What can Romney do if the economy keeps growing?
Lynn Vavreck considers how economy-based election forecasts could —and perhaps should—be used by campaigns:
If you were considering a run for the presidency, would you want to know what this forecast predicts for your party? I think you would; 12 out the last 16 elections are correctly predicted by the model, of course you want to know what it says about your chances for winning.
But what if it says your party is likely to lose? As I lay out in The Message Matters, we learn a lot from the four elections that the forecasts get wrong (and so do potential candidates!) In 1960 and 1976 for example, the candidate who was not predicted to win based on a forecast actually won the election. How did that happen? And why is it so rare? A close reading of presidential campaign messages over the last 60 years reveals that it is rare because it is hard. It is hard to beat an incumbent in a growing economy; even if you are fighting a war in Vietnam. Even if you are mired down in conflict in Iraq and Afghanistan. Even if unemployment is 8%.
In 1960, John F. Kennedy turned the election into an all-out war for the future of the world with the Soviets on the other side. He made the contest about missiles, and who had more, but also about education and the arts. In speeches, he eloquently asked Americans to consider whose symphonies would be played in the great concert halls around the world—our’s or their’s? And whose poetry would be read at great universities? He weaved the war with the Soviets into everything he talked about —and eventually, Richard Nixon was talking about it, too. “High hopes?” Nixon said at one campaign stop. “We all have high hopes. I have high hopes, too. . .” High Hopes was one of Kennedy’s campaign theme songs.
Here’s the take-away: campaigns matter. Maybe not in the wholesale manner that most pundits want candidates to believe (campaigns are not swaying 30 percent of the vote, for example), but they do matter—and they are critical in many cases (precisely because they sway 3 percent of the vote!)
Who among us doesn’t think Al Gore would have won the 2000 election at the Electoral College level if he had connected himself to Bill Clinton’s growing economy? The forecasts for 2000 all predict a Gore victory and because he didn’t win the election, critics say the forecasting models are “wrong.” I say Gore was wrong! He didn’t talk about the economy, he didn’t take credit for the goods the Clinton administration brought to Americans —and because he didn’t link himself to that growth, he narrowly lost the Electoral College. That is not a failure of the model – that is a failure of the candidate.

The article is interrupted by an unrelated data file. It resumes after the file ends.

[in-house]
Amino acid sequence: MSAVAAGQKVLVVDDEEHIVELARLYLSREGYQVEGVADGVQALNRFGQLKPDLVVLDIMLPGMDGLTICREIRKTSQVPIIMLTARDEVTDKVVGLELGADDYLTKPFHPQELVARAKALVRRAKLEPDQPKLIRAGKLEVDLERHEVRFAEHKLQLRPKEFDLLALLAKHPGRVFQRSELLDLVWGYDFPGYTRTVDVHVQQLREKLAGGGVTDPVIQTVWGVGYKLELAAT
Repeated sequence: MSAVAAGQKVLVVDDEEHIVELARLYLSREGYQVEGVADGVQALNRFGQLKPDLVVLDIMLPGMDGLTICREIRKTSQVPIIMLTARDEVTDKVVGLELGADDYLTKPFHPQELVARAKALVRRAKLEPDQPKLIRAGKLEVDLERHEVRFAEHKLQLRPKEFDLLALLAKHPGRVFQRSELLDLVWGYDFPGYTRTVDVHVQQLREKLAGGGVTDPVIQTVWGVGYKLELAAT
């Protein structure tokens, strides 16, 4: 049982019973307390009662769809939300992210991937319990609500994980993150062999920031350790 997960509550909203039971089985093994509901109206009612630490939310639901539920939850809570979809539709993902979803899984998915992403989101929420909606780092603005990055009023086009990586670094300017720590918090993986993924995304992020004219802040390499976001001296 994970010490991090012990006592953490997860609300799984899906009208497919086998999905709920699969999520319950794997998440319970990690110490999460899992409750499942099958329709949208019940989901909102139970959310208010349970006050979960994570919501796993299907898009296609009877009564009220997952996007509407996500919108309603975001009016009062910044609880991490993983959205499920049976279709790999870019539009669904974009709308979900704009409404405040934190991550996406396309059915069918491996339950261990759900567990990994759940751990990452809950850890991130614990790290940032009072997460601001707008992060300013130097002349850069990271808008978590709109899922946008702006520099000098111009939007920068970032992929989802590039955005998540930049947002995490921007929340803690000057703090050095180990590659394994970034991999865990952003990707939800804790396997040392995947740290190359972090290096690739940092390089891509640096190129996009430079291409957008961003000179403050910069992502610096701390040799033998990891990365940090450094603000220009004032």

There’s some evidence Team Romney is considering a similar question right now. If jobs keep returning at the rate of 200,000 or more per month, it’s going to be very hard to run against Obama’s recovering economy. So they’re searching for a new issue. At National Journal, Josh Kraushaar reports that “there are signs that Team Romney is seriously considering Ryan as a running mate, in order to brand the ticket as one focused on fiscal responsibility.”
That’s a messaging decision born out of necessity, and it signals an uphill race for Romney. As Ben Domenech writes in this morning’s Transom, “This is a profoundly dangerous political strategy because it...forces the campaign off an optimistic tone of ‘we can get America back to work’ to the ‘I am the prophet warning you of the coming apocalypse’ category. The latter has rarely been a successful election message in the entirety of America’s history of presidential politics, and never in the modern era for a challenger against an incumbent (see examples of how it played out in 1984 for a worst case scenario).”
But, as Vavreck says, the Romney campaign may not have much choice. “It is hard to beat an incumbent in a growing economy,” she writes. And it might be impossible if you can’t figure out something else to talk about.